Debra J. Saunders
Those of you who aren't happy with the depressing prospect of Gray Davis winning a second term as governor, take heart. You can make Davis unhappy in turn -- by saddling the Oval Office-ogling governor with a Republican lieutenant governor. When Gumby leaves the state to squeeze contributors in New York or Palm Beach, his Republican understudy would serve in his place -- preferably as a scold who could remind the public of the business to which Davis is not attending. Ah, sweet revenge. The best part is that the GOP nominee for the job, state Sen. Bruce McPherson, is the type of Republican -- he's a Santa Cruz native son who favors abortion rights and works well with enviros -- whom a lot of Democrats could fall for. He's also a good Republican who voted against the Senate budget bill because, despite a $24 billion shortfall, it included new programs and barely cut spending. McPherson understands that, without more cuts, the shortfall will linger for years. Californians have elected gadfly lieutenant governors before. Repub Mike Curb tormented Dem Gov. Jerry Brown; when Brown was out of state, stumping for the White House, Curb would appoint judges and issue contrary proclamations. Gray Davis was less of an obstructionist when he served as lieutenant to Gov. Pete Wilson. But Davis did look overly eager and ambitious when he offered a $50,000 reward for information about the murder of Bill Cosby's 27-year-old son, Ennis, while Wilson was out of the country. After the Cosby family balked at the reward, Wilson rescinded it. McPherson's Sacramento office is lined with photos of fellow legislators and family members who helped shape California: A great uncle served in the Assembly; his great-grandfather published the Santa Cruz Sentinel. McPherson is dressed stylishly in shades of brown, with a small silver pin on his jacket that serves as a reminder of his 27-year-old son, Hunter, shot to death during a botched Potrero Hill robbery last year. When insiders hear McPherson's name, they often smile and say, ""Oh yeah, I like him.'' McPherson said he wouldn't be a Mike Curb but that when he saw pressing problems not being addressed, he would "step up and make a statement, and this would go whether it's Bill Simon -- and I don't honestly think that's going to happen -- or Gray Davis.'' Does McPherson have a shot? Yes. McPherson noted the incumbent, Democrat Cruz Bustamante, "is not highly respected by members of his own party.'' That's an understatement. The biggest piece of news Cruz Bustamante made this year was when he sent a gushing letter touting Bill Simon as one of the state's most valued business leaders. OK, so the letter went out before a jury found one of Simon's companies guilty of fraud. Bustamante's coffers speak volumes. While incumbent Dems Bill Lockyer (attorney general) and Phil Angelides (treasurer) had more than $6 mil each in the bank last month, Bustamante had a third of that stashed away. McPherson had $800,000, but he believes he can win even if he's outspent by more than 2 to 1. After saying that he didn't think Simon would win, McPherson corrected himself and emphasized that he wouldn't count Simon out. Yes, the fat lady hasn't sung. Still, if Simon tanks, he could hurt the GOP's down-ticket candidates. If he hurts them badly enough, there may be no Republican in statewide office. California would become a squabbling one-party state. If McPherson isn't the party's strongest hope of getting one Republican into statewide office, he's close. As pollster Mark Baldassare of the Public Policy Institute of California noted, McPherson's government experience means that he's "road-tested'' -- ahem, unlike Simon -- and his positions reflect those of the moderate and independent voters whom Republicans need to win the big seats. In fact, it's a true shame that McPherson is the nominee for lieutenant governor, not governor. But at least he can provide voters with one vote they can feel good about -- and not just because it will drive Gray Davis nuts.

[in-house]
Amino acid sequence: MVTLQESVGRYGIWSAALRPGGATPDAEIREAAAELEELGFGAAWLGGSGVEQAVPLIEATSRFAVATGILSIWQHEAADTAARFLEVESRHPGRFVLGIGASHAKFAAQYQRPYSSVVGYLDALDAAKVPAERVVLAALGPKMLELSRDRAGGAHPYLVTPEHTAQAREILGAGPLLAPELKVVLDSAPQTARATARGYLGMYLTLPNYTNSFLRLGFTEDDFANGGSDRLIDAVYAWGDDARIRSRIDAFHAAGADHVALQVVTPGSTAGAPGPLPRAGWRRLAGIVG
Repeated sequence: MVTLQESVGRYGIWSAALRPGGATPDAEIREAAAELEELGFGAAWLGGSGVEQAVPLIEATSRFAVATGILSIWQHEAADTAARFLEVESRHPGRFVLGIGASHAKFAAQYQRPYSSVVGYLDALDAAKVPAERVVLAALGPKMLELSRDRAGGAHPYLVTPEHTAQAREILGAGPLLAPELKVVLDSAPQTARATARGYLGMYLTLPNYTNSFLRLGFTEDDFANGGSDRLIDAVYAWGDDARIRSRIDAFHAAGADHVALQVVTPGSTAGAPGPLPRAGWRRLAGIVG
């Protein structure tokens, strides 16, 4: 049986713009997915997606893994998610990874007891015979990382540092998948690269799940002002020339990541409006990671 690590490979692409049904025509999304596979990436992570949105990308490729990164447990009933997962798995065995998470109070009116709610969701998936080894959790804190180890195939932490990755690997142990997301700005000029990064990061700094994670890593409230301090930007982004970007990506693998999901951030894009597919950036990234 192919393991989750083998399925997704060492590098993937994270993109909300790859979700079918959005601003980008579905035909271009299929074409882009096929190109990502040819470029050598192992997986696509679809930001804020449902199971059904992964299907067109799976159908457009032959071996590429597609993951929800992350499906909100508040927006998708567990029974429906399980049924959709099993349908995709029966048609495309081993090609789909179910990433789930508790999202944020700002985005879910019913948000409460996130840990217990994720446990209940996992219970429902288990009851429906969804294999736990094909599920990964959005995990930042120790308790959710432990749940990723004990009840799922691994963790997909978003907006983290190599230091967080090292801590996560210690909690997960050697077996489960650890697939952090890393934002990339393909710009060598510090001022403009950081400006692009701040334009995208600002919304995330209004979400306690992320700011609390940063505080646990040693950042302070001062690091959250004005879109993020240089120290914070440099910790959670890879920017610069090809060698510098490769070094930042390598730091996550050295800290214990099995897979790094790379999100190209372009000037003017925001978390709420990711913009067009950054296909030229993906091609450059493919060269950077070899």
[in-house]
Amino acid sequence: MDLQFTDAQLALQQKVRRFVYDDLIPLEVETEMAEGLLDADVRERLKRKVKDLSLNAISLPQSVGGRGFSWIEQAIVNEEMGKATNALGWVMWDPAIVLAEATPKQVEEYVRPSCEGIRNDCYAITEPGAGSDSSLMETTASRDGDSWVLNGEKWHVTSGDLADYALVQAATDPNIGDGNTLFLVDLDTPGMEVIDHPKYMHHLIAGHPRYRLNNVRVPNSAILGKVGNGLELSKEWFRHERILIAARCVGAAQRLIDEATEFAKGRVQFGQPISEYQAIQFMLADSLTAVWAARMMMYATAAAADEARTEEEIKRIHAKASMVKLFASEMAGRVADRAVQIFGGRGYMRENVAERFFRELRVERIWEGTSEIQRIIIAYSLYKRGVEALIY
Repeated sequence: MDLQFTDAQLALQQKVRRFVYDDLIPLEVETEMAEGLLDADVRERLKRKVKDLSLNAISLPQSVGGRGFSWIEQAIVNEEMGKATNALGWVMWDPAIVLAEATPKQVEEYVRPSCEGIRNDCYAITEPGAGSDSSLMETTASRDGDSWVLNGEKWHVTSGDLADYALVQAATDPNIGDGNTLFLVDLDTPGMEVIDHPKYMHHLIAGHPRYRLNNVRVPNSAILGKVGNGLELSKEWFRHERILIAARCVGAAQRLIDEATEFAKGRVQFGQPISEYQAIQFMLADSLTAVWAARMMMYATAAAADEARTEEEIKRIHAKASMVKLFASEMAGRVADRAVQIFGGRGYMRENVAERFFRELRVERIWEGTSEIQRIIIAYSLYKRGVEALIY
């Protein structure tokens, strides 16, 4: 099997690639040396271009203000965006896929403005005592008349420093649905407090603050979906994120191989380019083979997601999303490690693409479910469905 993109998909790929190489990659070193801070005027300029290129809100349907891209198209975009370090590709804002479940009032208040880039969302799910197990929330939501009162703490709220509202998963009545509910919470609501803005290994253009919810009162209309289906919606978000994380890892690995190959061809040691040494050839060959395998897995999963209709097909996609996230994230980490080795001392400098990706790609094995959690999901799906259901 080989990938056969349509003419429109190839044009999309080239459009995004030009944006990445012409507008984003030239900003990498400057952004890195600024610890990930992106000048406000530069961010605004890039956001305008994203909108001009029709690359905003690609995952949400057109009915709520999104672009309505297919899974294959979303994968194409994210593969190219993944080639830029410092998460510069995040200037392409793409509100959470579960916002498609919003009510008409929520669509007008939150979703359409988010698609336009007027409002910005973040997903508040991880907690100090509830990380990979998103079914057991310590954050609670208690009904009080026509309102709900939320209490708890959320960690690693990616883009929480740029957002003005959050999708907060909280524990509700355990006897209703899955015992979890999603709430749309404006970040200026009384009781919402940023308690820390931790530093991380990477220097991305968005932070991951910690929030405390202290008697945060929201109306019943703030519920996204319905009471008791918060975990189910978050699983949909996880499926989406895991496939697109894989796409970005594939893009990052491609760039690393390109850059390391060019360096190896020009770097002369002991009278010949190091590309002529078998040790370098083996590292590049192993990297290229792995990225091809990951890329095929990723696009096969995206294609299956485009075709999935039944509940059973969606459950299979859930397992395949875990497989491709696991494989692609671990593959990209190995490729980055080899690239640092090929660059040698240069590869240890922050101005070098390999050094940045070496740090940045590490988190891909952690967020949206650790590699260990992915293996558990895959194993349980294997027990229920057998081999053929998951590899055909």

Debra J. Saunders


 
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